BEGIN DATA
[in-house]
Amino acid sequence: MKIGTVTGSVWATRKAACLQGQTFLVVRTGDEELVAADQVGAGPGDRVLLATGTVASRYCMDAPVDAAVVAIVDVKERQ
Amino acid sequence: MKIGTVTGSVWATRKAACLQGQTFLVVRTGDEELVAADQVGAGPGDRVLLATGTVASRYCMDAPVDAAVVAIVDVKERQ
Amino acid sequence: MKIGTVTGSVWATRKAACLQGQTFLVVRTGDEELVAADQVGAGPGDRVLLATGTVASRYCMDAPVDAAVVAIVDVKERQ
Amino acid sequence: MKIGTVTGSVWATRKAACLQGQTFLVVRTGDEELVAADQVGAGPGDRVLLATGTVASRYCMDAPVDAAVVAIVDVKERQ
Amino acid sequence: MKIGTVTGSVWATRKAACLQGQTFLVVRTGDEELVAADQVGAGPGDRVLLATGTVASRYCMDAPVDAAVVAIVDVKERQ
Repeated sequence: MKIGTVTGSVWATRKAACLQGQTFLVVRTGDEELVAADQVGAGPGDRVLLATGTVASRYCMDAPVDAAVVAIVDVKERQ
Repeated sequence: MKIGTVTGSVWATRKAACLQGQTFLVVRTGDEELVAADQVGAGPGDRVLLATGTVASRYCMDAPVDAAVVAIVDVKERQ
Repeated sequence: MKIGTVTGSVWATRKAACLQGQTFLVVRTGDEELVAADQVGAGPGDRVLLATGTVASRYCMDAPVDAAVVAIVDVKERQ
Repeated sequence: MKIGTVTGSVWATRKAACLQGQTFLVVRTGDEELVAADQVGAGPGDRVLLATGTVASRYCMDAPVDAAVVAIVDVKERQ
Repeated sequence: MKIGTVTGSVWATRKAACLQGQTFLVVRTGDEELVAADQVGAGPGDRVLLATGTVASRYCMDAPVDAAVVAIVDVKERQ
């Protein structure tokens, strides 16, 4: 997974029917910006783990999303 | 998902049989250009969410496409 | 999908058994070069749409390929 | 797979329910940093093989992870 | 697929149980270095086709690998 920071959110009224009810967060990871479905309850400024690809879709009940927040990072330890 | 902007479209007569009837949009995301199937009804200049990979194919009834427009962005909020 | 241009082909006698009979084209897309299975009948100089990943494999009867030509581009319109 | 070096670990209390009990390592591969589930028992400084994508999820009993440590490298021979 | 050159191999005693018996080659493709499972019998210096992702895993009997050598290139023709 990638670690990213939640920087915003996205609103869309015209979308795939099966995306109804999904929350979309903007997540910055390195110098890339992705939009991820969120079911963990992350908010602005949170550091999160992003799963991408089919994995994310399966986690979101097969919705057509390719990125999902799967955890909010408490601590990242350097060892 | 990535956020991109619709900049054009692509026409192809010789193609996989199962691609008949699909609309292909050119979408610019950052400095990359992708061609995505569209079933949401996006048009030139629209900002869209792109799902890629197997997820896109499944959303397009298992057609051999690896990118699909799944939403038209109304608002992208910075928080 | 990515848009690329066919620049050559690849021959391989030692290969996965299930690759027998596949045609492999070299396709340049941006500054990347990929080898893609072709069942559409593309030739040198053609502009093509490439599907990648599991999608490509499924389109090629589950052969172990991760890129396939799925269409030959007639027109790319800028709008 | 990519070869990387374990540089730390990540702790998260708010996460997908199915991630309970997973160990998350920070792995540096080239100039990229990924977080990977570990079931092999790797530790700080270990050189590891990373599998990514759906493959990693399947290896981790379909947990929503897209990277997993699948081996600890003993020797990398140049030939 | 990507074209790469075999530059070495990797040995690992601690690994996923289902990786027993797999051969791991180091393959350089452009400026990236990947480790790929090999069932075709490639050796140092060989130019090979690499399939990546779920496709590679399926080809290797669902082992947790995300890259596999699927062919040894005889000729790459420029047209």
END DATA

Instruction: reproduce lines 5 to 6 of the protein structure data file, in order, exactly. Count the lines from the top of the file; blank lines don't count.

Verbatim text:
Amino acid sequence: MKIGTVTGSVWATRKAACLQGQTFLVVRTGDEELVAADQVGAGPGDRVLLATGTVASRYCMDAPVDAAVVAIVDVKERQ
Amino acid sequence: MKIGTVTGSVWATRKAACLQGQTFLVVRTGDEELVAADQVGAGPGDRVLLATGTVASRYCMDAPVDAAVVAIVDVKERQ